Italian Social Movement

The Italian Social Movement (MSI), and later the Italian Social Movement–National Right (Italian: Movimento Sociale Italiano–Destra Nazionale, MSI–DN), was a neo-fascist and post-fascist political party in Italy. Formed in 1946 by supporters of former Italian dictator Benito Mussolini, and especially of the experience of the Italian Social Republic, the party became the fourth largest party in Italy by the early 1960s. The MSI gave informal local and eventually national support to the Christian Democrats from the late 1940s and through the 1950s. In the early 1960s, the party was pushed to the sidelines of Italian politics, and only gradually started to gain some political recognition in the 1980s.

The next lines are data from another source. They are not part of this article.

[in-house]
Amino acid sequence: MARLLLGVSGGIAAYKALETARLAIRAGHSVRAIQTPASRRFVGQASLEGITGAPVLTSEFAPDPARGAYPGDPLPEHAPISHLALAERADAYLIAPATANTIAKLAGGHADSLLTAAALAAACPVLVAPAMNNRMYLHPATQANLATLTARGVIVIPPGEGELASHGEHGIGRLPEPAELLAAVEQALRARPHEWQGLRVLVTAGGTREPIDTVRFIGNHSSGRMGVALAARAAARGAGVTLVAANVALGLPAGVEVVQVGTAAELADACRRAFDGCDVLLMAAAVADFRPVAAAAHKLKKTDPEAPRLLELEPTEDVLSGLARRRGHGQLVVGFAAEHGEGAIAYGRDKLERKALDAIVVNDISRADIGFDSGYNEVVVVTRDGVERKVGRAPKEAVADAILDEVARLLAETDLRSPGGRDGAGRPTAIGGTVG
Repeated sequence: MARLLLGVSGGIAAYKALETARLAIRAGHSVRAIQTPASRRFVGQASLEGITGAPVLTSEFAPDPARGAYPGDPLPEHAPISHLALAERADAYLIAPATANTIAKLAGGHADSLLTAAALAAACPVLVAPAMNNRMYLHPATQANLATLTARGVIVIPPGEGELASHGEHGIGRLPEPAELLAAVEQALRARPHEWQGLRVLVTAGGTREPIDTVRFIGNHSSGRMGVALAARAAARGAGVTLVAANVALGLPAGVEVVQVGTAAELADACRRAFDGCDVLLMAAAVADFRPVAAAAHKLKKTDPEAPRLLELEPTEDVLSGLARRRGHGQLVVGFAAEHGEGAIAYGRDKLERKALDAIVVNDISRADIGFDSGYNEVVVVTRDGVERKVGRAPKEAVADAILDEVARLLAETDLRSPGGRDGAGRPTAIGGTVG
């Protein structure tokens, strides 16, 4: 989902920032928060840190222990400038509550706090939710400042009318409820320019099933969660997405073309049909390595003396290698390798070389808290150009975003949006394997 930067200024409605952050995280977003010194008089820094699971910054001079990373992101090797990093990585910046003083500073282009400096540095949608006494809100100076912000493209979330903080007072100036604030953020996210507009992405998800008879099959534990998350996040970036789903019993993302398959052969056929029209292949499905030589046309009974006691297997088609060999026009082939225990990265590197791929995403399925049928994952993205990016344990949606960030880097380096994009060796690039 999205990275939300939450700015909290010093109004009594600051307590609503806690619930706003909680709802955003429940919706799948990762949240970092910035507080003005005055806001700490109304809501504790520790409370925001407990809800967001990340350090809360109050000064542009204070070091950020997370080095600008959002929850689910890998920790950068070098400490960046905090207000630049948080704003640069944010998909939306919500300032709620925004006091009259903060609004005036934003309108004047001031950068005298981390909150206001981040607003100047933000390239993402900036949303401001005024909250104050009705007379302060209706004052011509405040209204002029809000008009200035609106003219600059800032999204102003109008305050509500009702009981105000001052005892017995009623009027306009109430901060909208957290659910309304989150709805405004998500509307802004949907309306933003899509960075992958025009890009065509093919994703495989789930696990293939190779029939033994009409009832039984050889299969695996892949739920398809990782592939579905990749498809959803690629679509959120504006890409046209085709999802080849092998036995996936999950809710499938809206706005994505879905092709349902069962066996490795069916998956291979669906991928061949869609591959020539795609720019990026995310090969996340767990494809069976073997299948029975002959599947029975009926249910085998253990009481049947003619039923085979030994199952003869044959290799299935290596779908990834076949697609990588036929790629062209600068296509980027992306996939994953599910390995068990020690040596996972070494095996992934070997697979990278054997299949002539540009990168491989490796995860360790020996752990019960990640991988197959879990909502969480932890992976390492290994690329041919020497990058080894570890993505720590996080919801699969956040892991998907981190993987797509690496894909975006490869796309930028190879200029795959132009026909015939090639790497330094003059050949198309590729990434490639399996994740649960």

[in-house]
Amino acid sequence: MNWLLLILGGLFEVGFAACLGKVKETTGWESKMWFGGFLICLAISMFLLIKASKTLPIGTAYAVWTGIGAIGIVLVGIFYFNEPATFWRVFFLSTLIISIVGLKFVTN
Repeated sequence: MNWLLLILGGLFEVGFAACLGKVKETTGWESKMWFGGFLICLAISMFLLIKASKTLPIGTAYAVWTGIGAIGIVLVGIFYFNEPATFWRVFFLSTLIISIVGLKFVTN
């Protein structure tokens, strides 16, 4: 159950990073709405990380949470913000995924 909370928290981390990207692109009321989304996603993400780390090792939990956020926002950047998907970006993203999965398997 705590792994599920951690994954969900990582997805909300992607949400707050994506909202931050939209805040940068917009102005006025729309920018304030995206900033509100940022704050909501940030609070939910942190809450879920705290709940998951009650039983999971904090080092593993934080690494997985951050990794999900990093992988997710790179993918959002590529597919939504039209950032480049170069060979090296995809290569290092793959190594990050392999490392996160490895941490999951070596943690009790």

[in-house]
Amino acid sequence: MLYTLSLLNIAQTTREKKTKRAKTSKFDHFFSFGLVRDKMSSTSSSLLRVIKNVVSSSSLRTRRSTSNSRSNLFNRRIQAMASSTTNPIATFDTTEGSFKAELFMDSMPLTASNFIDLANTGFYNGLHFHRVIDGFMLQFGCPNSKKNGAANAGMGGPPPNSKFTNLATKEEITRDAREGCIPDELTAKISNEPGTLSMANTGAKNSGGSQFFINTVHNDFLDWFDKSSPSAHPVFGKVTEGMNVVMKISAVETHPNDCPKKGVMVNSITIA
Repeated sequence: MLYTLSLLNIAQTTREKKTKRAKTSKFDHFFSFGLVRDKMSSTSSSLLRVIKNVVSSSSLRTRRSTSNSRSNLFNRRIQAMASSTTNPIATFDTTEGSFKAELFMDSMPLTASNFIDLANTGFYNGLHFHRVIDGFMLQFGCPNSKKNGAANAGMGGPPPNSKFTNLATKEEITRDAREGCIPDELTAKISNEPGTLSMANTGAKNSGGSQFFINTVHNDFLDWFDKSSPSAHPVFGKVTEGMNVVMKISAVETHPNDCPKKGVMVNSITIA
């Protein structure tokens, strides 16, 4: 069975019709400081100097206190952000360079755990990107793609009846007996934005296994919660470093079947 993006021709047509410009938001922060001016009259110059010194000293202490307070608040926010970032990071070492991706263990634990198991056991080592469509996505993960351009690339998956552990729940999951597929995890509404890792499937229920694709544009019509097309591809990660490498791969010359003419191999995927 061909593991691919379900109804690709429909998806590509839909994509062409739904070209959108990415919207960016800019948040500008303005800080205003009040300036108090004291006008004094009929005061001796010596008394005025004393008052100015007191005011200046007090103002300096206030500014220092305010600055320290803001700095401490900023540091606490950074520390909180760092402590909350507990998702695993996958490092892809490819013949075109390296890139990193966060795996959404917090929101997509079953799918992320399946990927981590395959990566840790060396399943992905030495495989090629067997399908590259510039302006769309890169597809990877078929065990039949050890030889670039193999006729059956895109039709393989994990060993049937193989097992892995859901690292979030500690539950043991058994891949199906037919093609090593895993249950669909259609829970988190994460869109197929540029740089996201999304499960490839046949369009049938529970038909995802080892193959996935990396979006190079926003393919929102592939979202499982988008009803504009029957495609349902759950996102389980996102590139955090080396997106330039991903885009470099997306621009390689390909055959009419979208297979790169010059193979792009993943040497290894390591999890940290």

The party saw internal competition between its moderate and radical factions. The radicals led the party in its formative years under Giorgio Almirante, while the moderates gained control in the 1950s and 1960s. Almirante's return as leader in 1969 was characheterised by a broadening policy. Finally, in 1987, the reins of the party were taken by Gianfranco Fini, under whom it underwent significant changes. The party was eventually transformed into National Alliance (AN) in 1995. In that occasion just a small minority disagreed with the new course and formed Tricolour Flame instead.

Read more about Italian Social MovementBackground, Ideology, International Affiliation, Popular Support, Symbols

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